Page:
THORSTON AND THE DWARF
WHEN spring came, Thorston made ready his ship, and put twenty-four men on board of her. When they came to Vinland, they ran her into a harbour, and every day he went on shore to amuse himself.
He came one day to an open part of the wood, where he saw a great rock, and out a little way from it a Dwarf, who was horridly ugly, and was looking up over his head with his mouth wide open; and it appeared to Thorston that it ran from ear to ear, and that the lower jaw came down to his knees. Thorston asked him, why he was acting so foolishly. "Do not be surprised, my good lad," replied the Dwarf; "do you not see that great dragon that is flying up there? He has taken off my son, and I believe that it is Odin himself that has sent the monster to do it. But I shall burst and die if I lose my son." Then Thorston shot at the dragon, and bit him under one of the wings, so that he fell dead to the earth; but Thorston caught the Dwarf's child in the air, and brought him to his father.
The Dwarf was exceeding glad, and was more rejoiced than any one could tell; and he said, "A great benefit have I to reward you for, who are the deliverer of my son; and now choose your recompense in gold and silver.' "Cure your son;" said Thorston, "but I am not used to take rewards for my services." "It were not becoming," said the Dwarf, "if I did not reward you; and let not my shirt of sheeps' -wool, which I will give you, appear a contemptible gift, for you will never be tired when swimming, or get a wound, if you wear it next your skin."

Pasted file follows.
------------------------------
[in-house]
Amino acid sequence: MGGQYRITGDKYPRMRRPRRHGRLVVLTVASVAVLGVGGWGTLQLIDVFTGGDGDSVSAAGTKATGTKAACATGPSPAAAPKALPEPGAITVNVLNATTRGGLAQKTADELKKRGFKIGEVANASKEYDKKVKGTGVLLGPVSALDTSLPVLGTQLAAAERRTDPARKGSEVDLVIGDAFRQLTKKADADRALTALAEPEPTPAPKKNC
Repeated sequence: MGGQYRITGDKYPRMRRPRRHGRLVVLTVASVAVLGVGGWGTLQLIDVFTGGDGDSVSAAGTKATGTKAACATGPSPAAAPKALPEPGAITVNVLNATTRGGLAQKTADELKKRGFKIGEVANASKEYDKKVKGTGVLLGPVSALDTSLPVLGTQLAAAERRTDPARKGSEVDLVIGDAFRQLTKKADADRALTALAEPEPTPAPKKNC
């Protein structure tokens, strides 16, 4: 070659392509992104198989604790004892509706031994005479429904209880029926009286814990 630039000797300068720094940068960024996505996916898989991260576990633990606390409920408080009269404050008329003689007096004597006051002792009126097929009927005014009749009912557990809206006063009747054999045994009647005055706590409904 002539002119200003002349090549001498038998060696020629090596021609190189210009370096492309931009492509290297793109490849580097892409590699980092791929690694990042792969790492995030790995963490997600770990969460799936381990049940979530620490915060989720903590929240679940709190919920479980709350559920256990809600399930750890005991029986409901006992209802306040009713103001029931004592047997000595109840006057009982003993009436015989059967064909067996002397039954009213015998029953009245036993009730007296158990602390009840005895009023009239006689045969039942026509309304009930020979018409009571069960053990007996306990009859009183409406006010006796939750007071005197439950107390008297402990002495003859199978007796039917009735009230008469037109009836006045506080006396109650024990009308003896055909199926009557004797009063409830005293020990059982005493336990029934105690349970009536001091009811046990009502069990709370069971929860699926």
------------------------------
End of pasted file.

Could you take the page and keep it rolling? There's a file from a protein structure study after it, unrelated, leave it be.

Thorston took the shirt and put it on, and it fitted him well, though it had appeared too short for the Dwarf. The Dwarf now took a gold ring out of his purse and gave it to Thorston, and bid him to take good care of it, telling him that he never should want for money while be kept that ring. He next took a black stone and gave it to Thorston, and said, "If you hide this stone in the palm of your hand no one will see you. I have not many more things to offer you, or that would be of any value to you; I will, however, give you a fire-stone for your amusement."
He then took the stone out of his purse, and with a steel point. The stone was triangular, white on one side and red on the other, and a yellow border ran round it. The Dwarf then said, "If you prick the stone with the point in the white side, there will come on such a hail-storm that no one will be able to look at it; but if you want to stop this shower, you have only to prick on the yellow part, and there will come so much sunshine that the whole will melt away. But if you should like to prick the red side, then there will come out of it such fire, with sparks and crackling, that no one will be able to look at it, You may also get whatever you will by means of this point and stone, and they will come of themselves back to your band when you call them. I can now give you no more such gifts."
Thorston then thanked the Dwarf for his presents, and returned to his men, and it was better for him to have made this voyage than to have stayed at home.
[Thorston's Saga, c. 3, in the Kampa Däter.]